Testicular Cancer Survivor
Survivor Uses Experience & Humor to Help Others
As a 20+ year survivor of testicular cancer, Eric Udler sees his experience as an opportunity to help other men. He can relate to being embarrassed about seeking treatment and anxious while going through it. As an eternal optimist, he uses humor and laughter to put others at ease. Today, he is cancer-free and is enjoying life with his wife and two children.
The first sign that something was wrong occurred when I was 26 and helping a friend move before Christmas. All of a sudden, it felt like the wind got knocked out of me. I tried to pick up a box and simply couldn’t. The next morning, one of my testicles was slightly enlarged, but I wasn’t too concerned. By Christmas, it was larger and seemed to be growing rapidly. My doctor referred me to an urologist, and after an ultrasound, he told me I had a tumor in one of my testicles that needed to be removed as soon as possible.
The surgeon removed the entire testicle. The biopsy results came back as malignant. I was diagnosed with Stage II nonseminoma testicular cancer that had spread to my lymph nodes and chest. I had a second surgery to remove the affected lymph nodes, and my doctor put me on a nine-week chemotherapy regimen. The treatment was one of the most difficult things I’ve ever gone through, but I survived and am now cancer-free.
When you go through something like cancer, you look at life differently. When I was diagnosed, I was a hard-charging sales guy and let nothing get in my way, but now I think about what is really important in life. I’ve become more spiritual since I’ve become a survivor. I believe in karma, seeing the glass as half full and doing unto others as you would have them do unto you. I look at the bigger picture now. I’m an eternal optimist.
I was a bit of a late bloomer in life. I didn’t marry until I was 39 and didn’t have children until I was 44. Now that I have two beautiful children and a wonderful wife, I have a new perspective about life. If I were to get cancer again, I wouldn’t hesitate to go through treatment so that I could be there for them. Before I had a family, I thought I’d never go through that again. So, your perspective about life can change as you live your life as a survivor. Now, I believe in the motto, “What doesn’t kill you makes you stronger.”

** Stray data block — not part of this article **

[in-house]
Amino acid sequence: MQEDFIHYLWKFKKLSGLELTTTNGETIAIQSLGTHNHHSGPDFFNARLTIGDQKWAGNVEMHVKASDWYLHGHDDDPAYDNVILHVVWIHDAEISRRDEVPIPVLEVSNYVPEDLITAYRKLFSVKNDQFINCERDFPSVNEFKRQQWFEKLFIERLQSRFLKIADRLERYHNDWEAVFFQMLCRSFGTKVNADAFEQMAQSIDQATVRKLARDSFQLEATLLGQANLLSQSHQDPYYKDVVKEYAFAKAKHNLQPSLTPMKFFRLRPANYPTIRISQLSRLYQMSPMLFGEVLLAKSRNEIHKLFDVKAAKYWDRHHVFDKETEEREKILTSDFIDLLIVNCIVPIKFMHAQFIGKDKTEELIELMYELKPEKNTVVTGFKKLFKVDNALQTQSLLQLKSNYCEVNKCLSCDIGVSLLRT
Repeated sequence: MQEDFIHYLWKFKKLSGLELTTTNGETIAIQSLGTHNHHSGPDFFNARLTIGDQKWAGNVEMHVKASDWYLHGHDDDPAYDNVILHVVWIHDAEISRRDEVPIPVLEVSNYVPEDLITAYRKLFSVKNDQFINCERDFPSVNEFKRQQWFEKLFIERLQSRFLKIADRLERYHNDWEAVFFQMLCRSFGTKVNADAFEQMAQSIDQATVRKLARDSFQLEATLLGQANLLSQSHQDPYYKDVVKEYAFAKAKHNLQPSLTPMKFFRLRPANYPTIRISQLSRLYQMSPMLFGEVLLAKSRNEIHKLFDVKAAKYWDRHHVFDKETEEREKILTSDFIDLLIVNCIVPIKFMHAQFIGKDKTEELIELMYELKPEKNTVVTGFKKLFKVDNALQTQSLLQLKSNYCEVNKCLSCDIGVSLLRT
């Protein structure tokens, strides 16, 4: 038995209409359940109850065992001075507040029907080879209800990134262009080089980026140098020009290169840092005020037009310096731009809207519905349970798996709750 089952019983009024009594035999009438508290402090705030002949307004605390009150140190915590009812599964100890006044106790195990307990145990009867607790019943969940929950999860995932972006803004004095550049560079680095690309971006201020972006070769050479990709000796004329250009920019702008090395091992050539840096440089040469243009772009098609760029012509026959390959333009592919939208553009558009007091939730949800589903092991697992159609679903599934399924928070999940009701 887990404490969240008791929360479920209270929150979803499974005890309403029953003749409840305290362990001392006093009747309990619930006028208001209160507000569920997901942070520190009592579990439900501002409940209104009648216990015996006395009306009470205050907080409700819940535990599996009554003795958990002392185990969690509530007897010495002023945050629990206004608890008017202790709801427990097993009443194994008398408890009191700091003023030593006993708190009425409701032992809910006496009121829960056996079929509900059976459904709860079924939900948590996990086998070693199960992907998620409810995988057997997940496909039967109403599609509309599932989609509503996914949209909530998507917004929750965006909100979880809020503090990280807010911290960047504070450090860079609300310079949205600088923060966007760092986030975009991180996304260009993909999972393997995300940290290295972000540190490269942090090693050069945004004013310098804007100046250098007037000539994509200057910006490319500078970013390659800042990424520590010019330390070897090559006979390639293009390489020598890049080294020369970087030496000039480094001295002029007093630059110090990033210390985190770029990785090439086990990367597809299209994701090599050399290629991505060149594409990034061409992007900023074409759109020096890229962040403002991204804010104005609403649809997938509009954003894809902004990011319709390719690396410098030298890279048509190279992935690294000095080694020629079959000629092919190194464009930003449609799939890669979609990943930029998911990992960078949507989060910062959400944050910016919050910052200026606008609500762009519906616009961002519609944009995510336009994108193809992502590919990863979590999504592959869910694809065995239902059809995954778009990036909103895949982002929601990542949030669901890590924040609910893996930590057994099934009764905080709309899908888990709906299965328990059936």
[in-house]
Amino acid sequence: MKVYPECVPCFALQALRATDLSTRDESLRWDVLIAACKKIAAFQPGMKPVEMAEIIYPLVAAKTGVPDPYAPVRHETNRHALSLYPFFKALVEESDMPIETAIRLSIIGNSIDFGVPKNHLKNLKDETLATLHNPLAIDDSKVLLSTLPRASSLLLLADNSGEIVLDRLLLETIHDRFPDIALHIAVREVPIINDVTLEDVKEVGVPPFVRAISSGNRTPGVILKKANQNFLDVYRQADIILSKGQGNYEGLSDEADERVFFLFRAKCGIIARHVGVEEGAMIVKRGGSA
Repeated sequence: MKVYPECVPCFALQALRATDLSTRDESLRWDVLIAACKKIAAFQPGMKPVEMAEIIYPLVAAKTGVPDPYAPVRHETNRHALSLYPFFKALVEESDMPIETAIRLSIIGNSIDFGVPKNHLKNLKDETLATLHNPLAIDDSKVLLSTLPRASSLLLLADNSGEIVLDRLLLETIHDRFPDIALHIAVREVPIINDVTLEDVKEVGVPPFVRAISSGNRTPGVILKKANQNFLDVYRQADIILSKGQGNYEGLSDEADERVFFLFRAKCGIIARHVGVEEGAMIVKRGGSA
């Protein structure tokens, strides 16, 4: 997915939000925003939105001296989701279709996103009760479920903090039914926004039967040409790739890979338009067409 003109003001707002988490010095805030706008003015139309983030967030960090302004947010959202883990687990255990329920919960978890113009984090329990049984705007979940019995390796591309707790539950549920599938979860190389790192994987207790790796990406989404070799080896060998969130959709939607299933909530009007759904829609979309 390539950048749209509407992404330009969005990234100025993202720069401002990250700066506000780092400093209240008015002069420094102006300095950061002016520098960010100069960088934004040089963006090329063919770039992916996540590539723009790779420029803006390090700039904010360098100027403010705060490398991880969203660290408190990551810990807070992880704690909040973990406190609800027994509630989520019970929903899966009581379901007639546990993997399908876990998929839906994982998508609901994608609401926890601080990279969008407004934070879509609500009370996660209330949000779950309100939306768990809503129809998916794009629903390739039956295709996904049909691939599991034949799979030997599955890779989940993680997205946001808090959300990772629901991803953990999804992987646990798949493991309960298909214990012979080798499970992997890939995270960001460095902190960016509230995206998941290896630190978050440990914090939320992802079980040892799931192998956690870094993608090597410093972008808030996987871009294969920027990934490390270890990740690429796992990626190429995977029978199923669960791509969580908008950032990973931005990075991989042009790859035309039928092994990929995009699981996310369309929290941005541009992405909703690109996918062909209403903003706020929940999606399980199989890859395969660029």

Having support was very important while I went through treatment, but groups were not for me. I went to one meeting, but I couldn’t connect with the people there. What helped most was talking to a friend who had actually been through testicular cancer. Having one person to talk to was the most helpful for me.
I tell others going through cancer to keep their friends and family close and to talk to other people who’ve gone through what you are. It’s important to hear what to expect from people who have "been there and done that", and it helps to stop the fear of the unknown. Doctors do their best to explain what’s happening, but they may not have experienced cancer on a personal level. Hearing it in layman’s terms from a first-person perspective is invaluable.
I’ve been able to use my experience to help other friends going through cancer. While I was in college, I was part of a close-knit group of fraternity brothers. Four of us ended up getting diagnosed with testicular cancer. I was the first. One was one of the precious few who died from it. That was so difficult — he left behind a loving wife and a two-year-old daughter. Our fraternity brothers created an annual golf tournament in his memory to raise money to help put his daughter through college. Although I hate golf and would rather watch paint dry, I participated every year to support my friend and his family. It brought all of us back together and was one huge party — the kind of party that he would have enjoyed.
I don’t fear cancer returning. I know I may get some other type of cancer eventually, but I don’t let it affect my daily life. I keep a positive attitude, which is just as important for a survivor as it is when going through treatment.
Although I kept my diagnosis very private while I underwent treatment, as a survivor, I’m now eager to help other men facing a similar situation. I am listed on some support groups for other men to contact about going through testicular cancer and living as a survivor. I’m very open to discussing my experience because it was so helpful for me to have that one-on-one support.
I tell men that if they suspect something is wrong “down there,” get checked out. Testicular cancer is very curable. You never want to take the chance that it is cancer and then wait to get it looked at. When caught early, testicular cancer can be cured. Men need to drop the machismo mindset and realize it’s worth asking your doctor about.
Although I had a testicle removed, I use humor and jokes to help others going through it and to put my friends and family at ease. I’ll use jokes like, “I’m taking my ball and going home,” or “You’re busting my ball.” You have to laugh your way through it all and live life to the fullest.